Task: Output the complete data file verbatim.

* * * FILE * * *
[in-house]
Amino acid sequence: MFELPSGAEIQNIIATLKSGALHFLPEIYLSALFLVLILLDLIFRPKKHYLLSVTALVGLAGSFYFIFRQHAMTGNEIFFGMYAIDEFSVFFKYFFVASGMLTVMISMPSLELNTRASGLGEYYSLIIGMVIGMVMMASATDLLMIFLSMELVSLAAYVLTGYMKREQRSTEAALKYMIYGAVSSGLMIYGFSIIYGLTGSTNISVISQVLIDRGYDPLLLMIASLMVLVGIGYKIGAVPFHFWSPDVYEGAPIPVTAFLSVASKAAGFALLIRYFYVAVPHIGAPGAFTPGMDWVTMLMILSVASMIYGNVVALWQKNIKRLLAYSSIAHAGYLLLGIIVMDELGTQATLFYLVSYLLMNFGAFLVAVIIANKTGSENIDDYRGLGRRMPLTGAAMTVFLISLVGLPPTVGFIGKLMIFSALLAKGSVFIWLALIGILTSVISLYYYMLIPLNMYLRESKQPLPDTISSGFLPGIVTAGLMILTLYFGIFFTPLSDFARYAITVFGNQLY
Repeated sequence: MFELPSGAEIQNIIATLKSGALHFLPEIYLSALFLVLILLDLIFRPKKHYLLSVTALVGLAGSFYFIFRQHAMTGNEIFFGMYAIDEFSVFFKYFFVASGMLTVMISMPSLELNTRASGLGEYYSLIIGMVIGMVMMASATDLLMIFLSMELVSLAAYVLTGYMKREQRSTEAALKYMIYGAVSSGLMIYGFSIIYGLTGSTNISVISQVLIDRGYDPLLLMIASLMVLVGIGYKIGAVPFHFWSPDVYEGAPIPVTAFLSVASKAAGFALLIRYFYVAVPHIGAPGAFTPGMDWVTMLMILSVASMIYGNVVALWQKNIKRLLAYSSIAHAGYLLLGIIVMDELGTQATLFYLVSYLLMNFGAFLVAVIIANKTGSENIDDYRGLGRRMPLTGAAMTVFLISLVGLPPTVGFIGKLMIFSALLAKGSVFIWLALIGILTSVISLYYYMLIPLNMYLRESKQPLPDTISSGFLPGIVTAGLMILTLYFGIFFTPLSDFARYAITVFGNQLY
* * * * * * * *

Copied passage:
[in-house]
Amino acid sequence: MFELPSGAEIQNIIATLKSGALHFLPEIYLSALFLVLILLDLIFRPKKHYLLSVTALVGLAGSFYFIFRQHAMTGNEIFFGMYAIDEFSVFFKYFFVASGMLTVMISMPSLELNTRASGLGEYYSLIIGMVIGMVMMASATDLLMIFLSMELVSLAAYVLTGYMKREQRSTEAALKYMIYGAVSSGLMIYGFSIIYGLTGSTNISVISQVLIDRGYDPLLLMIASLMVLVGIGYKIGAVPFHFWSPDVYEGAPIPVTAFLSVASKAAGFALLIRYFYVAVPHIGAPGAFTPGMDWVTMLMILSVASMIYGNVVALWQKNIKRLLAYSSIAHAGYLLLGIIVMDELGTQATLFYLVSYLLMNFGAFLVAVIIANKTGSENIDDYRGLGRRMPLTGAAMTVFLISLVGLPPTVGFIGKLMIFSALLAKGSVFIWLALIGILTSVISLYYYMLIPLNMYLRESKQPLPDTISSGFLPGIVTAGLMILTLYFGIFFTPLSDFARYAITVFGNQLY
Repeated sequence: MFELPSGAEIQNIIATLKSGALHFLPEIYLSALFLVLILLDLIFRPKKHYLLSVTALVGLAGSFYFIFRQHAMTGNEIFFGMYAIDEFSVFFKYFFVASGMLTVMISMPSLELNTRASGLGEYYSLIIGMVIGMVMMASATDLLMIFLSMELVSLAAYVLTGYMKREQRSTEAALKYMIYGAVSSGLMIYGFSIIYGLTGSTNISVISQVLIDRGYDPLLLMIASLMVLVGIGYKIGAVPFHFWSPDVYEGAPIPVTAFLSVASKAAGFALLIRYFYVAVPHIGAPGAFTPGMDWVTMLMILSVASMIYGNVVALWQKNIKRLLAYSSIAHAGYLLLGIIVMDELGTQATLFYLVSYLLMNFGAFLVAVIIANKTGSENIDDYRGLGRRMPLTGAAMTVFLISLVGLPPTVGFIGKLMIFSALLAKGSVFIWLALIGILTSVISLYYYMLIPLNMYLRESKQPLPDTISSGFLPGIVTAGLMILTLYFGIFFTPLSDFARYAITVFGNQLY